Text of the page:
The above is a ten year chart of demand deposits held at all commercial banks.  Demand deposits are typically savings and checking accounts featuring anytime withdrawal, without notice, by depositors.    The red arrow highlights the growth of demand deposits in the previous year at all commercial banks.  This amounts to an increase from the spring of 2020 to current day of $2.2 Trillion dollars – not a typo. One year ago these stood at $1.6 Trillion and now stand at $3.8 Trillion.  This equals nearly $4 Trillion of demand deposits in total that can be taken out and used without notice.  If that mountain of cash starts churning out in society rather than being tucked away in banking institutions we suspect casual conversations about prices may not be so casual. Mountain of Money Chasing Crashing Productivity If our referenced mountain of money came to be from a massive increase in the production of goods and services with a simultaneous tremendous increase in efficiency of producing those goods and services (a.k.a. productivity) then said mountain would be of little concern from a price inflation perspective. Sadly, that is not the case as we all know.  The mountain of cash has by-and-large come via the printing press and government debt funding free money programs without corresponding production.  From a forward view, price inflation nightmare scenario, our broad economic backdrop can be succinctly summed up as a mountain of money chasing crashing productivity.  As stated, if that money starts “chasing” rather than “sitting” then prices throughout society will be escalating rapidly from here. The Federal Reserve This past week the Federal Open Market Committee (FOMC) met for their regularly scheduled interest rate policy and money printing meeting.  In a nutshell they stated there is nothing to see here folks – move along – go on home. More specific, Chairman Powell stated these “one-time increases in prices are likely to only have transitory effects on inflation.” In addition, the FOMC concluded they will continue to add to their balance sheet (print money) at an on-going rate of $120 Billion per month, just as they had been doing. Chairman Powell’s quote above included two key words that cannot be more subjective:  “likely” and “transitory.” “Likely” speaks for itself in that such a word is certainly not reassuring that prices will be heading back down imminently.  “Transitory” is completely relative to the amount of time a person is referencing.  This is not being esoteric relative to FED-speak (picking apart every word of Federal Reserve comments) but rather focuses on the citizenry at large and the economic backdrop. If the transitory inflationary period lasts one, two or three years of an overall ten year time period those three years can be considered transitory when viewed through the rearview mirror of that ten year period.  With this, even if transitory through the lens of the larger time-frame, it is not to say it was not painful living through it for society as a whole. It sort of feels like the Federal Reserve specifically and policymakers generally have a tiger by the tail but keep insisting that it is a friendly cat.  If they lose control of said “cat” then the citizenry will be paying the price with lower standards of living via much higher prices.  Yet again, as wise elders have always told us – there is no such thing as free money.  In our collective cases, our cost is and will be showing up in prices.  Prices, by-the-way, is one of the central tenets of the Federal Reserve’s focus.  Let’s hope “likely” turns out to be accurate in a near-term sense with near-term being weeks-to-months not months-to-years. I wish you well…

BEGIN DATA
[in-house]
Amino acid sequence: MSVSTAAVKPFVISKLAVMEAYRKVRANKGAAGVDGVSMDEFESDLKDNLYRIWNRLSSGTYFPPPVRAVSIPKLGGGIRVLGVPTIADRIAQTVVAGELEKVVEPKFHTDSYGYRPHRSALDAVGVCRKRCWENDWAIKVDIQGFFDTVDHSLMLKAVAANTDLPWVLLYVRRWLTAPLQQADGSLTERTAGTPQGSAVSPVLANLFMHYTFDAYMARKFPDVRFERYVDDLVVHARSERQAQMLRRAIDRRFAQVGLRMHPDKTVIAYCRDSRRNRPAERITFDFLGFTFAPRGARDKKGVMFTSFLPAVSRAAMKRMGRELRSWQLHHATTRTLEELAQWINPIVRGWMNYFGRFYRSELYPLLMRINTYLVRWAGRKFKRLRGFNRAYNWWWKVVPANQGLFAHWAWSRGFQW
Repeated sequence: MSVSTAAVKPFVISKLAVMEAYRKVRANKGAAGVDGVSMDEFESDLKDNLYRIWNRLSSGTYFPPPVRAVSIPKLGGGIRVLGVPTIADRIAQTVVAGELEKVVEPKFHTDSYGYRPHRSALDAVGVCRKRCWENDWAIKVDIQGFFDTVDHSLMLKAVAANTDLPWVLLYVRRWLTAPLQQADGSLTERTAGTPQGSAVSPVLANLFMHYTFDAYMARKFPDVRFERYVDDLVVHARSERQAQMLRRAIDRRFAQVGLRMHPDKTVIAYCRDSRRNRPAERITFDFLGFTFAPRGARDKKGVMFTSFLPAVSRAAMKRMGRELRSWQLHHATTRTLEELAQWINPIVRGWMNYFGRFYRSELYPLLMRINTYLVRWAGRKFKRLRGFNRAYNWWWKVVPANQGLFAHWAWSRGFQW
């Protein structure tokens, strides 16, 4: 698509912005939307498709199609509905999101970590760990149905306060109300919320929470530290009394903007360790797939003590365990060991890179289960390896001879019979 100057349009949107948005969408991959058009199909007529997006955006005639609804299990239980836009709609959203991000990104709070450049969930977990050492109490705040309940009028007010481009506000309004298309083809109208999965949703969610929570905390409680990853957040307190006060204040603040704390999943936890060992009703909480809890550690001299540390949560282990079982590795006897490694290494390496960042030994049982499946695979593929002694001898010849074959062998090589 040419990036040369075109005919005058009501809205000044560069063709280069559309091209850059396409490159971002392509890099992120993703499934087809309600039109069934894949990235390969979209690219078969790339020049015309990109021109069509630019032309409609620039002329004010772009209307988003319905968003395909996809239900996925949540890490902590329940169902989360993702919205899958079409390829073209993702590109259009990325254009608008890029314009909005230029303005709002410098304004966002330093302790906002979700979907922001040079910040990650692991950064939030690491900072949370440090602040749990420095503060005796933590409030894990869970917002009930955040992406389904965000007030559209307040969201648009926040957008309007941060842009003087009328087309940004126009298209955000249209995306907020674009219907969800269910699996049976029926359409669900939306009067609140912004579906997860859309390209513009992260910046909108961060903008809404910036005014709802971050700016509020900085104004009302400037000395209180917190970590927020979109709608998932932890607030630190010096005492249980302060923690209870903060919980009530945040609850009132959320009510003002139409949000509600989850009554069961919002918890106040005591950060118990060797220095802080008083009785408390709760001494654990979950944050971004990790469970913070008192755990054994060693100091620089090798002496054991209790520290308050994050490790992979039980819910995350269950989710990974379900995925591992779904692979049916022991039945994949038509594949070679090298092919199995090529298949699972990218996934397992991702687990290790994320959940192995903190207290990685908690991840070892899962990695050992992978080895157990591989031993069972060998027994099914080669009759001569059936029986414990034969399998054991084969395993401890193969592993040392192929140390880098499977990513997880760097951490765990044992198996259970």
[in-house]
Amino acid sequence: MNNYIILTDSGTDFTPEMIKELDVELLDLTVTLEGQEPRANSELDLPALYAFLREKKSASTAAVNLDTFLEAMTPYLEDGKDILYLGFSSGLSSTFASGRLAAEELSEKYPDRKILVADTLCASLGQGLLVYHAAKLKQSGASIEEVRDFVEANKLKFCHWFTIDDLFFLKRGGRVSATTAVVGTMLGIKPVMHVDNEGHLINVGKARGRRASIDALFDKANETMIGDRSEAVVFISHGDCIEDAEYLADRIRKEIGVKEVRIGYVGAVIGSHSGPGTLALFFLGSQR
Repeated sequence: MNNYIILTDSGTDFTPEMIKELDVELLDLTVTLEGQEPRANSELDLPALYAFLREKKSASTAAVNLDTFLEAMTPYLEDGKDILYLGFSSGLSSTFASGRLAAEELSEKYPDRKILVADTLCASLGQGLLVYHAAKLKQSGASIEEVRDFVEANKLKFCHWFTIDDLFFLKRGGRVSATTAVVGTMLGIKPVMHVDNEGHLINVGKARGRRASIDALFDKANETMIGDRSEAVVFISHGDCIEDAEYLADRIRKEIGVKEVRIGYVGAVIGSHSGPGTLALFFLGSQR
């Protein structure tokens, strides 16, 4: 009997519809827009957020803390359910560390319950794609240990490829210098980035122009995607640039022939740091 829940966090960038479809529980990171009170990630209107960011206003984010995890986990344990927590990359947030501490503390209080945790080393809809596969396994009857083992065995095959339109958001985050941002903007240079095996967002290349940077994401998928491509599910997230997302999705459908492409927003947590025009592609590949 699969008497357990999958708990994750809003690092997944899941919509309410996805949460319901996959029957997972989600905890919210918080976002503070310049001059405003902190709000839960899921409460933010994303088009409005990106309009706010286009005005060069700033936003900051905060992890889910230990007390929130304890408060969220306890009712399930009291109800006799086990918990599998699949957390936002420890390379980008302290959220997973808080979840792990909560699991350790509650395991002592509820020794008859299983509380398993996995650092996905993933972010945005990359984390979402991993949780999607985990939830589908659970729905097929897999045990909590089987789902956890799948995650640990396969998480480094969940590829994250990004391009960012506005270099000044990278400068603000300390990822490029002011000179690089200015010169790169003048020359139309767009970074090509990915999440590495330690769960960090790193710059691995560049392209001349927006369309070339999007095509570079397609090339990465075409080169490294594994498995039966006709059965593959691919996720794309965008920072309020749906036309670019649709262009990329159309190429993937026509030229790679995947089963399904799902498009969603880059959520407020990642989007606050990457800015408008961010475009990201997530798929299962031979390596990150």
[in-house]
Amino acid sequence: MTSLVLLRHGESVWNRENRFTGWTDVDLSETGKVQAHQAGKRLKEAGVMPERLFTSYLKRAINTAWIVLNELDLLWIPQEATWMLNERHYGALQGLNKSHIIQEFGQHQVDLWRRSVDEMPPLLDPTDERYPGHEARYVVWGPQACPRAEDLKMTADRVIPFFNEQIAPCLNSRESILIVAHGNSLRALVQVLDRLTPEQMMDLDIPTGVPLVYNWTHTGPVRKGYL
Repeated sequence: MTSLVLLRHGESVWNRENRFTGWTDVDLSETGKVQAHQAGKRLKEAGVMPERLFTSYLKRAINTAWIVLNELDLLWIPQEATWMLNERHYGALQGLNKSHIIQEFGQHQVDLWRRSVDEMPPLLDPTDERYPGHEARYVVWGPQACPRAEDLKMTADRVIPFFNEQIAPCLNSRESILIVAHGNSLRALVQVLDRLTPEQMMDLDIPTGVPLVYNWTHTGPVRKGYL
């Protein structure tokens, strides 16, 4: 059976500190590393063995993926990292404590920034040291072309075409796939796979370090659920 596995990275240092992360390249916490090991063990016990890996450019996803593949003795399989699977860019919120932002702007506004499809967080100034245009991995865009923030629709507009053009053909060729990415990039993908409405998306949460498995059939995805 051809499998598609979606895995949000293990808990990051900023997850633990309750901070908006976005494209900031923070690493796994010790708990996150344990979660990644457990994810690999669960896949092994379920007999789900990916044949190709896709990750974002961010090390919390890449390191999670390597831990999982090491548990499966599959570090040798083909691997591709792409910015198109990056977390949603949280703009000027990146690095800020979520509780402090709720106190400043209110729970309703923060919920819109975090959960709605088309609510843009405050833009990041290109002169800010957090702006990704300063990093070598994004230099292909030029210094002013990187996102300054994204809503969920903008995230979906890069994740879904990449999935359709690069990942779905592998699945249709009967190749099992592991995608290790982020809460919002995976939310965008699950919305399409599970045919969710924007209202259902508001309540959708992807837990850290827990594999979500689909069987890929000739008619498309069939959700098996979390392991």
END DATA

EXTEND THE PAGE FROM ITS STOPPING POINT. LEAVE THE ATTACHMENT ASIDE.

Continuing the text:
Ken Reinhart

Director, Market Research & Portfolio Analysis

Footnote:

H&UP’s is a quick summation of a rating system for SPX9 (abbreviation encompassing 9 Sectors of the S&P 500 with 107 sub-groups within those 9 sectors) that quickly references the percentage that is deemed healthy and higher (H&UP). This comes from the proprietary “V-NN” ranking system that is composed of 4 ratings which are “V-H-N-or NN”. A “V” or an “H” is a positive or constructive rank for said sector or sub-group within the sectors.

This commentary is presented only to provide perspectives on investment strategies and opportunities. The material contains opinions of the author, which are subject to markets change without notice. Statements concerning financial market trends are based on current market conditions which fluctuate. References to specific securities and issuers are for descriptive purposes only and are not intended to be, and should not be interpreted as, recommendations to purchase or sell such securities. There is no guarantee that any investment strategy will work under all market conditions. Each investor should evaluate their ability to invest for the long-term, especially during periods of downturn in the market. PERFORMANCE IS NOT GUARANTEED AND LOSSES CAN OCCUR WITH ANY INVESTMENT STRATEGY.